Nice article in the Steamboat Pilot & Today.
I emerged from the bowels of Memorial Stadium a lone Buffalo on the Great Plains.
In the weeks leading up to my trip, I had thought nothing of flaunting my Colorado Buffaloes gear in enemy territory, but my pre-game confidence quickly gave way to the realization that I was outnumbered ó 85,181 to one. Me. Alone. And yes, even a little bit scared.
Of course, I would soon discover I had nothing to fear, and that upset me even more. It was as if the Big Red Nation wanted to prove it was better than me ó us.
They did, and it wasnít hard.
As I walked along the chain-link fence that separated the University of Nebraska players from the fans who idolize them, I felt a little like one of those poor Louisiana Tech players on the visitorís sideline ó outnumbered, undersized and pretty sure that at some point of the day I would be humiliated. (They were, by a score of 49-10. And so was I, but CUís opening-game loss to Division I-AA Montana State wasnít announced until most of the crowd had left the stadium.)
As a proud CU alum, there was nothing about the University of Nebraska that I could even pretend to like. The Cornhuskers are the Giants to my Dodgers, the Raiders to my Broncos.
But that was before my visit to Lincoln, Neb.
Donít get me wrong ó I never have been nor ever will be a Cornhuskers fan. But I just canít conjure up the hate like I used to, and itís because the University of Nebraska is what my beloved CU will never be: a college football paradise.
It was instantly apparent how much better of a college football atmosphere thrives in Lincoln than ever will in Boulder. Itís like comparing apples to oranges, or Champs Sport Bowls to Orange Bowls.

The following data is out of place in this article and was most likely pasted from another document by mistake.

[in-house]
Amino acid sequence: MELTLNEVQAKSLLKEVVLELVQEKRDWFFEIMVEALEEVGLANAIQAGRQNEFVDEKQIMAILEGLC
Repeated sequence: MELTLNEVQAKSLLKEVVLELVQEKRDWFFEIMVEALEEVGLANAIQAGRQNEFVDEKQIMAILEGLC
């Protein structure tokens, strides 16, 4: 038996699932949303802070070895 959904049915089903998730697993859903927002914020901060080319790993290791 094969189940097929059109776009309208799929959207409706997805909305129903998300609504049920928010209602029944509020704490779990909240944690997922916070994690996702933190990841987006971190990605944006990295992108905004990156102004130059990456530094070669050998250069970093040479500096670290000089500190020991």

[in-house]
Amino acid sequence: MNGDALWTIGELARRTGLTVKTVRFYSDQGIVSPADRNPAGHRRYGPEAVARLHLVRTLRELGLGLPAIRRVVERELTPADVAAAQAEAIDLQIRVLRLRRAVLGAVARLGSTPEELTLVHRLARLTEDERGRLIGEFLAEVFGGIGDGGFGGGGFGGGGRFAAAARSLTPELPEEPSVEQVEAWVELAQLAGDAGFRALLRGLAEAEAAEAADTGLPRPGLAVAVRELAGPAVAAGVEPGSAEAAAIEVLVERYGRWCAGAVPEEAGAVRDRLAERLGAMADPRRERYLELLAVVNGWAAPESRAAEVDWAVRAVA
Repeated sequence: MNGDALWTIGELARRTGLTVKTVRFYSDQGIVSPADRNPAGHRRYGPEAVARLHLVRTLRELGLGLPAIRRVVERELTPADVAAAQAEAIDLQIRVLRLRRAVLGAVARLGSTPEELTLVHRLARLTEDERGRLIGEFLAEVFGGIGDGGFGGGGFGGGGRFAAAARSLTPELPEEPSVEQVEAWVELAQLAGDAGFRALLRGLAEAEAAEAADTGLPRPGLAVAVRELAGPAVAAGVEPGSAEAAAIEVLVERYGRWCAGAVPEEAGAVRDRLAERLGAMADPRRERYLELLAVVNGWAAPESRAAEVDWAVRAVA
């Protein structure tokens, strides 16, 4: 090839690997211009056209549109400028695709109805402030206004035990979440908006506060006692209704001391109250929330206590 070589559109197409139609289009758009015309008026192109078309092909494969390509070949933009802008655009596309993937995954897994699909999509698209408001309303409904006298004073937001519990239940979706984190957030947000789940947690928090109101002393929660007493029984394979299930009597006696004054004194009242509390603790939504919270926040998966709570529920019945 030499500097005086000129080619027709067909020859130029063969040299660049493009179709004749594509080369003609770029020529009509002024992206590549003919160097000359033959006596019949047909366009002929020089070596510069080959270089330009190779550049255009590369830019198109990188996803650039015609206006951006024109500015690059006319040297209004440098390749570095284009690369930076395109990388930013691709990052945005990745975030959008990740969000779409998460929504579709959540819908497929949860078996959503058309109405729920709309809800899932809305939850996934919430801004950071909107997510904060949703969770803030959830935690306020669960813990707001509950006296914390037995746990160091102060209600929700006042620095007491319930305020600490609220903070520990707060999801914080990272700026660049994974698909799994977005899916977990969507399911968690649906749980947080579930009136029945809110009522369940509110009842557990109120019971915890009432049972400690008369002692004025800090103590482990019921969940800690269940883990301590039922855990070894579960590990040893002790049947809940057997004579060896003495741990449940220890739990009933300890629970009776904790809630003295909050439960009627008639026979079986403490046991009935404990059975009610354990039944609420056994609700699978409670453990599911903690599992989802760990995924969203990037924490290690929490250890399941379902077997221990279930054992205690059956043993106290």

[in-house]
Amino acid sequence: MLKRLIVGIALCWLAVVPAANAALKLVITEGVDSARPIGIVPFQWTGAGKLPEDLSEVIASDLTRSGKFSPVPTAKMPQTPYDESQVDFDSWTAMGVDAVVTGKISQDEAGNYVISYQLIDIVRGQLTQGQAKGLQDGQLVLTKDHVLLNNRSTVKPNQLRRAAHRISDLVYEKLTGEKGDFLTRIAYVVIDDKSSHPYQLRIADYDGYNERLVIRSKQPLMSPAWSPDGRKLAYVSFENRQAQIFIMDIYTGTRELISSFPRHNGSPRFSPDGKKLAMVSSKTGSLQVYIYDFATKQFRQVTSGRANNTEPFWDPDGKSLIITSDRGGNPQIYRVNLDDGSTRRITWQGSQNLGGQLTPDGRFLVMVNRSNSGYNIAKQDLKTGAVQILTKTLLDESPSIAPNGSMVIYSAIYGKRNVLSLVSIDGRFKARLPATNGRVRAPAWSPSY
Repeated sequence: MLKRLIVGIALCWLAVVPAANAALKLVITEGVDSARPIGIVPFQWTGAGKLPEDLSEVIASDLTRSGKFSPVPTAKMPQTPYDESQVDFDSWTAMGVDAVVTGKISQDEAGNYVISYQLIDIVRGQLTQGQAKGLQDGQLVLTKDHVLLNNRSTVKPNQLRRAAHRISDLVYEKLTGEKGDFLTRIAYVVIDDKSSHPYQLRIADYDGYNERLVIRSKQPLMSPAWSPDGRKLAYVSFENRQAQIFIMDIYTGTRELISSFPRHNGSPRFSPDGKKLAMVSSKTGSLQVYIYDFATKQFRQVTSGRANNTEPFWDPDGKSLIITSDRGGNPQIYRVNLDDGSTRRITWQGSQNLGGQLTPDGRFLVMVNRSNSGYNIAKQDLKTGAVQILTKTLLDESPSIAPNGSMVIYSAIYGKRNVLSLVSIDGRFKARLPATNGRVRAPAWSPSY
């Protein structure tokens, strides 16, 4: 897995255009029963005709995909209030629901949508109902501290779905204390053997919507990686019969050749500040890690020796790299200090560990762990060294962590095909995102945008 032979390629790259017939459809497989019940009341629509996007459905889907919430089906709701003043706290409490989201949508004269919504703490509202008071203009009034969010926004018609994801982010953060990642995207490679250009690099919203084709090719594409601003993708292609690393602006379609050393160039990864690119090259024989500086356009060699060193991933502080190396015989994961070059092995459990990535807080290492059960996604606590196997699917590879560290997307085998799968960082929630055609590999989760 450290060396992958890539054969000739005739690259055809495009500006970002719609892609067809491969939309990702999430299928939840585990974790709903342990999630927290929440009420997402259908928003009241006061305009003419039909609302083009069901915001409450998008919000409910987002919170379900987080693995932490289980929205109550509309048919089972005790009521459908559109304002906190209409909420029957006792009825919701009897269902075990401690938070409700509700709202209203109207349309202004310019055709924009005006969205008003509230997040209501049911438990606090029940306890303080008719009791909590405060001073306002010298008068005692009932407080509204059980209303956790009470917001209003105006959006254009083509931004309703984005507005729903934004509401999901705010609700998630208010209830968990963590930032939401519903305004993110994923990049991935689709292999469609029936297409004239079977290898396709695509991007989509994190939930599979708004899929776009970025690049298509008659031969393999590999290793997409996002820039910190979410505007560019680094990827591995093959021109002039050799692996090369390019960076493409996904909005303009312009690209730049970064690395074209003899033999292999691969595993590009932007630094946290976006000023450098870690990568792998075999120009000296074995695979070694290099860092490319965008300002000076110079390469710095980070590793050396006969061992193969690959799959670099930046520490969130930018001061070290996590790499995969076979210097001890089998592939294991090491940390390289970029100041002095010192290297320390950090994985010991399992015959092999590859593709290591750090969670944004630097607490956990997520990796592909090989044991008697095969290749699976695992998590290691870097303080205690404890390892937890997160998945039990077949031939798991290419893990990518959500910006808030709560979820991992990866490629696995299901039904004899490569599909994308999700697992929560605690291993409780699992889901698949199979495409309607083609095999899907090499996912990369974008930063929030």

n The student section was standing-room only 45 minutes before kick off; CU students often donít file in to Folsom Field until the second quarter, if they bother to show up at all.
n Nebraskaís marching band actually takes the time to learn each opponentís fight song ó and plays it before the game as a sign of respect. At Folsom Field, visiting players (and their fans) are greeted with hurled oranges, marshmallows and language that would make Andrew Dice Clay blush.
n Pouring rain had zero ó ZERO ó effect on attendance at Memorial Stadium last weekend. In Boulder, a light drizzle provides many ďfansĒ with an excuse to not go to the game.
n Cornhuskers fans know every team cheer, chant and song. The best-known cheer at CU is an eight-word diddy that includes two f-bombs.
I had always joked that Nebraskans so love their football team because their geographic misfortune leaves them little else to do. And that still may be the case, but I have a new respect for the greatest fans in college football. And in case they should forget, there are signs over every stadium entrance (ďThrough these gates pass the Greatest Fans in college football) reminding them of their place in our football-crazed country.
I wouldnít have believed it if I hadnít seen it with my own eyes. And if Iím lucky, Iíll get to see it again.